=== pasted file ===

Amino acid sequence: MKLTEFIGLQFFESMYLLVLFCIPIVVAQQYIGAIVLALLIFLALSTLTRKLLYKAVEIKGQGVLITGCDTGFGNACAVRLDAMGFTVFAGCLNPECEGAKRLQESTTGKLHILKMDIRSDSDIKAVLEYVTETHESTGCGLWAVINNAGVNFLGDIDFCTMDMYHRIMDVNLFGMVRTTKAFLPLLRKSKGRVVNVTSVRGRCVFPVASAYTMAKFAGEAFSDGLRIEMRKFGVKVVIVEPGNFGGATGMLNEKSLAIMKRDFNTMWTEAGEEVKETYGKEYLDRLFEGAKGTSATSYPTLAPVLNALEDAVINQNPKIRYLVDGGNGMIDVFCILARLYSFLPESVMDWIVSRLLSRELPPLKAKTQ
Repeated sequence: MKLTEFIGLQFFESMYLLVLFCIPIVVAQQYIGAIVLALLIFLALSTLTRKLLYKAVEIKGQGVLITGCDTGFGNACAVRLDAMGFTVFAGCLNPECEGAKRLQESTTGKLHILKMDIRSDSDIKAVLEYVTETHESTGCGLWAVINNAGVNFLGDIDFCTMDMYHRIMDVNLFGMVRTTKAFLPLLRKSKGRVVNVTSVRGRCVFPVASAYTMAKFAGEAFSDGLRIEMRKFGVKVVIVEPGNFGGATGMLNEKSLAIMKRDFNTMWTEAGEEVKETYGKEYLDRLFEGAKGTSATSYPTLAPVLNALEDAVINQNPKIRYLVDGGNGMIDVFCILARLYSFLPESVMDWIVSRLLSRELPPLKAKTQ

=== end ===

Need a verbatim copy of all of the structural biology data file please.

Amino acid sequence: MKLTEFIGLQFFESMYLLVLFCIPIVVAQQYIGAIVLALLIFLALSTLTRKLLYKAVEIKGQGVLITGCDTGFGNACAVRLDAMGFTVFAGCLNPECEGAKRLQESTTGKLHILKMDIRSDSDIKAVLEYVTETHESTGCGLWAVINNAGVNFLGDIDFCTMDMYHRIMDVNLFGMVRTTKAFLPLLRKSKGRVVNVTSVRGRCVFPVASAYTMAKFAGEAFSDGLRIEMRKFGVKVVIVEPGNFGGATGMLNEKSLAIMKRDFNTMWTEAGEEVKETYGKEYLDRLFEGAKGTSATSYPTLAPVLNALEDAVINQNPKIRYLVDGGNGMIDVFCILARLYSFLPESVMDWIVSRLLSRELPPLKAKTQ
Repeated sequence: MKLTEFIGLQFFESMYLLVLFCIPIVVAQQYIGAIVLALLIFLALSTLTRKLLYKAVEIKGQGVLITGCDTGFGNACAVRLDAMGFTVFAGCLNPECEGAKRLQESTTGKLHILKMDIRSDSDIKAVLEYVTETHESTGCGLWAVINNAGVNFLGDIDFCTMDMYHRIMDVNLFGMVRTTKAFLPLLRKSKGRVVNVTSVRGRCVFPVASAYTMAKFAGEAFSDGLRIEMRKFGVKVVIVEPGNFGGATGMLNEKSLAIMKRDFNTMWTEAGEEVKETYGKEYLDRLFEGAKGTSATSYPTLAPVLNALEDAVINQNPKIRYLVDGGNGMIDVFCILARLYSFLPESVMDWIVSRLLSRELPPLKAKTQ